Have you ever “viewed source” on a webpage? It’s frightening. All these nice layouts and pretty fonts… and then you flip things around, and suddenly it’s all a plain text mess. Ever wonder what it is, what all those little “” and weird codes and values mean? Probably not. Which is very wise. But if you have…
Current Site School, Fool
Then odds are you’re looking at the “old school” code, where people used thingies called tables to design webpages. Tables were never meant for this. It was a workaround, and worked okay for a while. All in all though, it was not a good idea. For years geeks have been working up better ways to design and present webpages, and CSS was the solution. But what is CSS?
Don’t ask. But if you’re still wondering, CSS is what you use to design webpages, from how you lay everything out to how the fonts look. I’ve dabbled in it before, but it’s time for me to really knuckle down and figure this stuff out.
Hitting the book
Naturally, to do so I got a book: Dan Shafer’s HTML Utopia: Designing Without Tables Using CSS. Currently I’m 160 of 488 pages in. For a loony like me, this stuff is riveting. He breaks things down nice and simply, step-by-step but with just enough left out to make you do some thinking yourself. I’m only a few chapters along, and I’m already starting to play with some code.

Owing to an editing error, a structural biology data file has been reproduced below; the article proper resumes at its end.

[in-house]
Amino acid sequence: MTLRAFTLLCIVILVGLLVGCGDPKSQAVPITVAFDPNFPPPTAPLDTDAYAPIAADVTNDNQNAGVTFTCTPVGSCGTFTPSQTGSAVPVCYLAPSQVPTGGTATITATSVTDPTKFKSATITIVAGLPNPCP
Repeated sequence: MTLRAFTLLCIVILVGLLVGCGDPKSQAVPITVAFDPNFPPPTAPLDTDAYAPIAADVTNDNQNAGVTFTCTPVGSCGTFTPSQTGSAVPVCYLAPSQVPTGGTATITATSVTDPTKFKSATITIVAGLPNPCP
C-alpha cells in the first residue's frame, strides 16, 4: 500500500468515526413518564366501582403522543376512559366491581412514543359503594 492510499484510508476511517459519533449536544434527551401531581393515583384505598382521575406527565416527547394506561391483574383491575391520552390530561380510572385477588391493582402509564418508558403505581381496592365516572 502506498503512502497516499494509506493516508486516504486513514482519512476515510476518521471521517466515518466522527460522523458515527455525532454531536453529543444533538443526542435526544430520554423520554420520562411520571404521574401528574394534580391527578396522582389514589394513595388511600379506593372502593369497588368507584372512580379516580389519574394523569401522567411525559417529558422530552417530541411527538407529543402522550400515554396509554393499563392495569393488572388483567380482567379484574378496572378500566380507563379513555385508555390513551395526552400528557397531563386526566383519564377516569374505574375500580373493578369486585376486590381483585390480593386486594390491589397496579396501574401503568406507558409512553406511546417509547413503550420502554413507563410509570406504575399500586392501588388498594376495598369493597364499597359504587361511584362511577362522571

So far, I can tell you that CSS stands for “Cascading Style Sheets,” it actually is pretty easy to learn and start implementing, and I’m very, very glad I took an ice cream break earlier. But seriously I’ve been working on a template, originally a mocked-up table-based version. Now I’m going back through, ripping out the table code, and replacing it with CSS. It’s taken me less time to do all that, than it did to work up the original blank table code.
And I’m not even halfway through the book.
Still loads to learn
What this also means though, is that I’ve learned just enough to be able to really, really screw up a webpage. That’s a good sign, and there just might be hope you always start by learning just enough to get yourself in trouble. It goes for websites, cars, martial arts, and pretty much anything you try to learn.
For now it’s bedtime, but tomorrow I’ll be back. Shafer uses a good mix of humor and fact to help us CSS newbies better understand how CSS is an improvement over tables. He’s taken the breadth and complexity of CSS, its basic properties, and the syntax of CSS design, and broken it down beautifully.
Granted, that’s just a fraction of stuff in this book that many might consider drier than a hangover in Death Valley. But don’t let the droopy eyes in the photo fool you. It’s 11:30pm I’m sleepy, not bored. Yet I’m tired because I’ve been slogging through definitions and examples and am tuckered out in that strange way you only get when you’re doing something you enjoy.
Feeling brave? Want to move beyond Front Page (waaaaaaay beyond)? Get your own: HTML Utopia: Designing Without Tables Using CSS